Fearing the spread of COVID to Class X and XII students, parents and educators approached the Supreme Court and High Courts to postpone or cancel remaining board exams. In June, the Supreme Court resolved three such cases.
In each case, the Court agreed with the relevant examination board. Insofar as the CBSE goes, a Bench led by Justice Khanwilkar accepted the Board’s decision to cancel all remaining exams. Similarly, the Court decided against interfering with the examination boards of Karnataka and Rajasthan who wanted to proceed with the exams.
These cases indicate that the Supreme Court recognises and trusts the subject-area expertise of education and health officials. In the absence of obvious misconduct, the Court appears to defer the policy decisions to Examination Boards.
SC allows CBSE to cancel exams
On 10 June 2020, parents filed a writ petition in the Supreme Court, seeking cancellation of the CBSE exams scheduled for 1 July. Given the urgency of the matter, the Court immediately constituted a three-judge Bench comprising Justices Khanwilkar, Maheshwari and Khanna.
Initially, the CBSE asked for adjournments – first on 17 June and then again on 23 June. It convinced Justice Khanwilkar’s Bench to give it more time, as it had constituted an expert committee to deliberate over the issue. By 25 June, the committee concluded that the remaining exams should be cancelled.
Accordingly, on 26 June, the Bench permitted the CBSE to issue a notification that cancelled all Class X and XII exams, which had been scheduled to take place between 1 and 15 July. The notification clarifies that students will be assessed by averaging out the scores of exams they completed before the lockdown. In addition, it gives Class XII students the opportunity to take exams at a later date, ‘as soon as conditions are conducive, as assessed by the Central Government’.
The ICSE submitted to the Court that it would follow in the CBSE's shoes.
Karnataka and Rajasthan proceed as planned
In contrast to the CBSE, the Karnataka and Rajasthan State examination boards decided that exams must proceed in June/July, as scheduled.
The Supreme Court first resolved the Karnataka case – Rajshree v. State of Karnataka. After a short hearing on 17 June 2020, the Bench comprising Justices Nageswara Rao, Krishna Murari and Ravindra Bhat dismissed the Special Leave Petition (SLP). The Bench agreed with the High Court of Karnataka that the State had taken sufficient steps to protect students. It allowed the board exams to proceed as scheduled between 25 June and 4 July.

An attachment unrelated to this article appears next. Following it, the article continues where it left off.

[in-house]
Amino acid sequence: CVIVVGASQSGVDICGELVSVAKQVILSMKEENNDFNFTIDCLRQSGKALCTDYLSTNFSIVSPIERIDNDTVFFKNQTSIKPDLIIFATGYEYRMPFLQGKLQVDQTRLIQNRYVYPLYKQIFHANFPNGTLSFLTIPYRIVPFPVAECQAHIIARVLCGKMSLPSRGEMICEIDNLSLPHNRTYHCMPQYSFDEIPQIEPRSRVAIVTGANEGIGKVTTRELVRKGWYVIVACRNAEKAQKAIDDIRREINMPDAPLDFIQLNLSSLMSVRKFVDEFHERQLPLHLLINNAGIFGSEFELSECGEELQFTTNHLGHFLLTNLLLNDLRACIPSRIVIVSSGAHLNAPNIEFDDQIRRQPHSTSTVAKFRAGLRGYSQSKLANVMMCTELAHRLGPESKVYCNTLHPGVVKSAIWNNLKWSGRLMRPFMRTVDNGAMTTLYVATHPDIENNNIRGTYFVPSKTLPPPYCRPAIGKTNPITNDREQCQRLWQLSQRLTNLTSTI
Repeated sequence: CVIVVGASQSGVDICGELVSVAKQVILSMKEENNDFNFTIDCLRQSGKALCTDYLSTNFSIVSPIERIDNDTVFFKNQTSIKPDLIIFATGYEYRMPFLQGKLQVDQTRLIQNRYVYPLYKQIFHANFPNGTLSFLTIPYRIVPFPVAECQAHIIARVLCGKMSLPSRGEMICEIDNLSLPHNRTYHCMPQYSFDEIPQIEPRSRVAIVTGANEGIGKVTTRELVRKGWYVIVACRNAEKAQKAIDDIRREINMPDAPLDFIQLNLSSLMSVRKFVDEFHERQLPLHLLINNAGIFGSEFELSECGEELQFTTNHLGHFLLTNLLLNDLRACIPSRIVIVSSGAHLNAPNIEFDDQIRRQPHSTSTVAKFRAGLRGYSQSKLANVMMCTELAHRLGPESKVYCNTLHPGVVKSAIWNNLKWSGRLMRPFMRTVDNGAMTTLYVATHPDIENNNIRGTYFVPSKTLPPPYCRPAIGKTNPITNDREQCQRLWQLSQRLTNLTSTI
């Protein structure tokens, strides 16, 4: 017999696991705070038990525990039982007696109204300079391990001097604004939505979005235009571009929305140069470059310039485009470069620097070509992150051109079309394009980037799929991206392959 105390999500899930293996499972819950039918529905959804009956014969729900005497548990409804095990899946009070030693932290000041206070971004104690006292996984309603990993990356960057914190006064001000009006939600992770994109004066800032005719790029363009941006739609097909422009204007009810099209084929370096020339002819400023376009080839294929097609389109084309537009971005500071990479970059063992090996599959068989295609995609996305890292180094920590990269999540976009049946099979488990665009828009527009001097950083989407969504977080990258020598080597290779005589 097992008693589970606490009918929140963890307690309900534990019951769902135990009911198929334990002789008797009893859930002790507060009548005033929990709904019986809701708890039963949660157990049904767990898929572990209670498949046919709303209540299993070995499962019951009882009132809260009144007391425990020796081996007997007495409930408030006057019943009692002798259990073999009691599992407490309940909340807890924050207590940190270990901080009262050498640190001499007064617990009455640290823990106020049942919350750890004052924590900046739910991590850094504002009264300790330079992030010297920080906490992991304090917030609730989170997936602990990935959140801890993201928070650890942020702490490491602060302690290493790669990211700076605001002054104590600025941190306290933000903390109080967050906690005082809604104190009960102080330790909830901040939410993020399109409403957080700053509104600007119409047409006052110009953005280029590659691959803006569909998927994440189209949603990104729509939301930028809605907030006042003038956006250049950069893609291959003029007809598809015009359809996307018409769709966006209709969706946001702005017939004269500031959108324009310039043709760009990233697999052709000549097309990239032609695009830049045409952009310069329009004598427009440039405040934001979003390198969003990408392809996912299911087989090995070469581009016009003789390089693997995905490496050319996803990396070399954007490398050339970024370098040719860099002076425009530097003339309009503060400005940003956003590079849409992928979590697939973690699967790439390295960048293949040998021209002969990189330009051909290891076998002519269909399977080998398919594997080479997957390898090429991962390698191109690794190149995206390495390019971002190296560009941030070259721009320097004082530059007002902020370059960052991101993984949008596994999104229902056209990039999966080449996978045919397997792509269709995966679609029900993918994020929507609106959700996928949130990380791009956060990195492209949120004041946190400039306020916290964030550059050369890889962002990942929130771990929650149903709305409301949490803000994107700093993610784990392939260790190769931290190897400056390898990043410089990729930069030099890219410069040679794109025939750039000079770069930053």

The Supreme Court appeared to share the High Court’s view that ‘a writ court should be always slow in interfering with academic matters. These are matters which should be best left to the decision of the experts in the field.’ Both Courts evidently considered that education and health departments had more expertise than the judiciary on this issue.
Justice Khanwilkar’s Bench resolved a similar SLP stemming from the Rajasthan High Court. On 29 May, the High Court had dismissed a petition demanding that the State Board cancel Class X exams scheduled for 29 and 30 June. It found that the Central and State Governments had put in place sufficient safeguards to prevent COVID-19 from spreading. The Supreme Court agreed. Citing the earlier Karnataka order, Justice Khanwilkar’s Bench placed the burden on the petitioner to show that the Central or State Governments had taken insufficient precaution.
With these two interventions, or rather non-intervention, the Supreme Court appears to trust the executive to make the right decision, insofar as conducting board exams go. Unless the Union or State Governments show a blatant disregard for safety protocols, the Court is unlikely to intervene in any similar future petitions.